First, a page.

At The Washington Post, Simon Denyer reports on fake officials who trade their fictional influence for cash. Over 100 fake official organizations have been identified as vehicles for these scams, but Denyer focuses on Li Guangnian, who “draped himself in a [figurative] tiger skin to intimidate people” until he was accidentally brought down by online anti-corruption crusaders.
He had the swagger and the trappings of a senior party cadre, and a natural authority that made him hard to contradict. The walls of his office in the heart of the Chinese capital were adorned with photographs of him next to retired generals and government officials. He drove a top-of-the-range Audi and a Mercedes-Benz, and, in his 50s, had an 18-year-old mistress.
But Li Guangnian was not quite as he seemed. In a country that has perfected the art of imitation, from fake iPhones to a life-size replica of London’s Tower Bridge, from a faux Manhattan financial district to a museum filled with fake exhibits, Li was just another copy: a fake official with a fake organization peddling a false promise — of credibility and contacts, according to people who worked with and encountered him.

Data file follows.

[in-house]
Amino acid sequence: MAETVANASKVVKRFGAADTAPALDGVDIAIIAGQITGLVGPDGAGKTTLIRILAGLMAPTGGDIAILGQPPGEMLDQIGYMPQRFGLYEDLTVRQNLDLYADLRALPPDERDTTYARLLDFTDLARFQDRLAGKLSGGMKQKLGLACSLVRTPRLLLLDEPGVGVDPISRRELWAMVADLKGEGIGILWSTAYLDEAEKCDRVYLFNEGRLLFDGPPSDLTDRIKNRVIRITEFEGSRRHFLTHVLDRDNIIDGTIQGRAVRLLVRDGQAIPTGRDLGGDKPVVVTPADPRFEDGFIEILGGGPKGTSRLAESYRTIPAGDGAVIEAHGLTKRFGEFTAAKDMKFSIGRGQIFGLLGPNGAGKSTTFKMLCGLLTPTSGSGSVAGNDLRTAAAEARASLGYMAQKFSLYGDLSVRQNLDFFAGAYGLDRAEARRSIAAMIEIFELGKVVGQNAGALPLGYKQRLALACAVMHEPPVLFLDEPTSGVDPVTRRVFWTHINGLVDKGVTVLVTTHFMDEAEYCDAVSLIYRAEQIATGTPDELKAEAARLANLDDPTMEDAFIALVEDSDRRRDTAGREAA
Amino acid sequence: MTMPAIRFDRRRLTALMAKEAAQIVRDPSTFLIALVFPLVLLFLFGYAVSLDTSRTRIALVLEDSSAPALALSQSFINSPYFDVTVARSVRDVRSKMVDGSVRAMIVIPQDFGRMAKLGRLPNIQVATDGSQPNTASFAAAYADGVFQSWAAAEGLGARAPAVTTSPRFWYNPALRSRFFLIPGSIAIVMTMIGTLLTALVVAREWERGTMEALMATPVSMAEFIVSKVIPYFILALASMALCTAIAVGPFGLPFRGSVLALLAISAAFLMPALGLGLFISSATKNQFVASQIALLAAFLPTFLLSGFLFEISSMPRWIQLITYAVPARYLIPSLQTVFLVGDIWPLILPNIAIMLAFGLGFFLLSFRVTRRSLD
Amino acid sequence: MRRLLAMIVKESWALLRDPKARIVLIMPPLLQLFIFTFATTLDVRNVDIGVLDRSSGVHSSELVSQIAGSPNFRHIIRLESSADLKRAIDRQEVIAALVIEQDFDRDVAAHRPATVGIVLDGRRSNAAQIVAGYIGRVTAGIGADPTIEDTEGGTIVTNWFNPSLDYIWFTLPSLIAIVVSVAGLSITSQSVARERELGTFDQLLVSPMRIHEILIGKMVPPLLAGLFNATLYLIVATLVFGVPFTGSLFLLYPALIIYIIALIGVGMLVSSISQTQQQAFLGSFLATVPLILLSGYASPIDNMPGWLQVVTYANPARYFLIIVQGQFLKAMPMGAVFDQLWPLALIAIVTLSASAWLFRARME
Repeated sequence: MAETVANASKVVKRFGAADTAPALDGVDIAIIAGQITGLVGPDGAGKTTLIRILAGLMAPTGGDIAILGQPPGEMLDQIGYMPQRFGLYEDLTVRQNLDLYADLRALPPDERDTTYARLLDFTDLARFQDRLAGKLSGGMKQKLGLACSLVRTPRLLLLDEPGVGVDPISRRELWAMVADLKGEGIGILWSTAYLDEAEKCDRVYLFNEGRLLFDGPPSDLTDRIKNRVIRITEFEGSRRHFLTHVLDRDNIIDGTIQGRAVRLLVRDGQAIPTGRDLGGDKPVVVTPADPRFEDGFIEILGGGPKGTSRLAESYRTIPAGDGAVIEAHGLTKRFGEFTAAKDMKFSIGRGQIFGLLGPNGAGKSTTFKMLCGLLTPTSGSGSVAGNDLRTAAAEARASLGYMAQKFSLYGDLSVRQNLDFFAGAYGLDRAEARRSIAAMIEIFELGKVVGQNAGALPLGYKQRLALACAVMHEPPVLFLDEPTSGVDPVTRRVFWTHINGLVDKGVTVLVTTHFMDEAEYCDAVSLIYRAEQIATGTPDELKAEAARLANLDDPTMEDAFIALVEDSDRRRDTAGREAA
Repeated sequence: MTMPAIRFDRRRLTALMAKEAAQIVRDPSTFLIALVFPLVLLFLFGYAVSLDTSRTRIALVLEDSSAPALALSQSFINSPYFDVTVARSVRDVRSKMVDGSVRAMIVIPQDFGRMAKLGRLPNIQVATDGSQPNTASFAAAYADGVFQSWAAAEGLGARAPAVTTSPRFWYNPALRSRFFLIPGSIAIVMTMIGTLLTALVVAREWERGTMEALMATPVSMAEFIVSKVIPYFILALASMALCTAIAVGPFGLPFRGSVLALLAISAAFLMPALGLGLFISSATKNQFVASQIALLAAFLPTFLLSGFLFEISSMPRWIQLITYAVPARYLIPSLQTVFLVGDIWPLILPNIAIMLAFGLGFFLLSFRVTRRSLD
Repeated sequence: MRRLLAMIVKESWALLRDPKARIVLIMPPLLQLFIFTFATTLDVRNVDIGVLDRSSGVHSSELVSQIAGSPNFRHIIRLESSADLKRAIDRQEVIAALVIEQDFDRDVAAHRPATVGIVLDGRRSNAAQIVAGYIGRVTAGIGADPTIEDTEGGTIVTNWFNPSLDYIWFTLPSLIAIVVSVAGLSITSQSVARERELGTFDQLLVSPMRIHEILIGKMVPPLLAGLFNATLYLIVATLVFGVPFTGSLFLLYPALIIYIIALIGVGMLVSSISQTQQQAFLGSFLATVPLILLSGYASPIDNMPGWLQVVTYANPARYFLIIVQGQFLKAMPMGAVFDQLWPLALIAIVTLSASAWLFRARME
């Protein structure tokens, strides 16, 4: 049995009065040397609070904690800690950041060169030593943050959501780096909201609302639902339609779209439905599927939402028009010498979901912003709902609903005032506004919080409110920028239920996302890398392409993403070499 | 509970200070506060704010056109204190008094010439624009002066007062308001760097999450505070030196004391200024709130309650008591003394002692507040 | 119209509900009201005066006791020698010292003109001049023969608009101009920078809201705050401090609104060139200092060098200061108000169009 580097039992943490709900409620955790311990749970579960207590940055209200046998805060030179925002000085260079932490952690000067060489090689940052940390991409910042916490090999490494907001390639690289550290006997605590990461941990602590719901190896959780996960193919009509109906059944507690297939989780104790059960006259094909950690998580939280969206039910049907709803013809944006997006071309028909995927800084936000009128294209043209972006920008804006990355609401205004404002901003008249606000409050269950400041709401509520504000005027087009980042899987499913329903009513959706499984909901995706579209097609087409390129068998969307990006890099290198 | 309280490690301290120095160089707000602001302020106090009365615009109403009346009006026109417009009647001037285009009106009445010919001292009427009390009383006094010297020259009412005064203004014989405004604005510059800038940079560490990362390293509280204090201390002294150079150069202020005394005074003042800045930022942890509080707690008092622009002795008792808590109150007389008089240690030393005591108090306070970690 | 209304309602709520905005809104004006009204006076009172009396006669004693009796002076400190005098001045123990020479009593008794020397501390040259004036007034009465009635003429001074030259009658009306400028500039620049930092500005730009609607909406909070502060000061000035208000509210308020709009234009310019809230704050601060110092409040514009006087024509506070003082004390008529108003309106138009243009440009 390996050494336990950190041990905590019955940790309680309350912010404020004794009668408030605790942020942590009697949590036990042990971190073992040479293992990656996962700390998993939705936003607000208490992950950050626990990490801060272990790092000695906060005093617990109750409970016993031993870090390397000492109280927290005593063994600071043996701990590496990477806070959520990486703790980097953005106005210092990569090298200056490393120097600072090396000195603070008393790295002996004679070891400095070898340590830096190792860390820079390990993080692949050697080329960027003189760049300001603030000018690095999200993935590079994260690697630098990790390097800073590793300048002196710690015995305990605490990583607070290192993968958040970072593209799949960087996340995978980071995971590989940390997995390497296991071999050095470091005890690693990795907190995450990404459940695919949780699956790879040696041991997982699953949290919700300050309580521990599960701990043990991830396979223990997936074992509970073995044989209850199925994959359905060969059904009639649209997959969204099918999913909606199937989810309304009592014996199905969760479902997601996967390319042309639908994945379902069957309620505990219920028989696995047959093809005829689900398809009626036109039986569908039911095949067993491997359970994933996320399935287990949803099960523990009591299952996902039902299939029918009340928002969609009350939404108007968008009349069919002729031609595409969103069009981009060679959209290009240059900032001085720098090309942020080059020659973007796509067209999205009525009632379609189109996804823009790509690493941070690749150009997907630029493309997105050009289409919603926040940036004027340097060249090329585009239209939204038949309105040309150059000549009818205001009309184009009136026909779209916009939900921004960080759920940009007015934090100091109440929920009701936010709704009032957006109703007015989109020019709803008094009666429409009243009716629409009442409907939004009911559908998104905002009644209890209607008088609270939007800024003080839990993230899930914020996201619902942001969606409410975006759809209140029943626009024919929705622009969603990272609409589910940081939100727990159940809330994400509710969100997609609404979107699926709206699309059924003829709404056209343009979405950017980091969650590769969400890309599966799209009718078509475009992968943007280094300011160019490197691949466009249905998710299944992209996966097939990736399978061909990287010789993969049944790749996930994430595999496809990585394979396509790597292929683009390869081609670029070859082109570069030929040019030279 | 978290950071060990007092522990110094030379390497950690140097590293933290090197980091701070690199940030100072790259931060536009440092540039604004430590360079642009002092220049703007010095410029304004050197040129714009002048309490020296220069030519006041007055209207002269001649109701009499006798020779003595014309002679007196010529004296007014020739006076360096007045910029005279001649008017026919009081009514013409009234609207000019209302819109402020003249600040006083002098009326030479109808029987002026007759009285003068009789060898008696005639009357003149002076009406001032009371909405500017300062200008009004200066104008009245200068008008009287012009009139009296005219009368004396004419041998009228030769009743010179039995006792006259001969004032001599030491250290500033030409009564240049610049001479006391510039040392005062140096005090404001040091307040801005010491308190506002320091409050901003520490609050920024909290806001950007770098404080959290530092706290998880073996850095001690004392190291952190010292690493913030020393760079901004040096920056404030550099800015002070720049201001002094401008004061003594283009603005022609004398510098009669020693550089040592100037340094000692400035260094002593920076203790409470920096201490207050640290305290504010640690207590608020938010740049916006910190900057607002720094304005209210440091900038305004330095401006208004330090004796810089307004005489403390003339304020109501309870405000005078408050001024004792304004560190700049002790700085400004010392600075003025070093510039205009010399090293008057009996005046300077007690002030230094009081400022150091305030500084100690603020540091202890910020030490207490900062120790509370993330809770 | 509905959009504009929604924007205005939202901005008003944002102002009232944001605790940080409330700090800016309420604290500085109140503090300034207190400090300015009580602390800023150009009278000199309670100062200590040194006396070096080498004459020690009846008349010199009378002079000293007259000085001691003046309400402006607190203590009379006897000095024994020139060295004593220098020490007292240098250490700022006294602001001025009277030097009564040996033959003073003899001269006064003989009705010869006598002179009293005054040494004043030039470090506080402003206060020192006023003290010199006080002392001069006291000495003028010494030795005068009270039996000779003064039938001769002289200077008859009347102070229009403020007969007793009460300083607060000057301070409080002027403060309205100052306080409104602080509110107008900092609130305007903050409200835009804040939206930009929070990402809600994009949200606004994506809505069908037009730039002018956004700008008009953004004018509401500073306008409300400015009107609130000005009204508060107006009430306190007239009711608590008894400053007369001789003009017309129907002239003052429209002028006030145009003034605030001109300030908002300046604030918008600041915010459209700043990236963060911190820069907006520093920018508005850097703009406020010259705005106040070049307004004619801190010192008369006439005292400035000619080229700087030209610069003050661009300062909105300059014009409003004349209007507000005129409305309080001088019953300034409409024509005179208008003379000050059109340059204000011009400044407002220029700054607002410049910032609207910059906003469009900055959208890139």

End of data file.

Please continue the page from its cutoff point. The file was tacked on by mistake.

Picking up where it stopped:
All over China, a country where the bureaucracy fills almost every available space with myriad organizations and where unimaginable sums of money can be made if you just know the right people, growing ranks of swindlers are peddling the ultimate currency — influence with the political elite. [Source]
Denyer also points to the case of Zhao Xiyong, whose arrest in March ended a three-year impersonation spree. “I thought I could do a better job,” Zhao explained.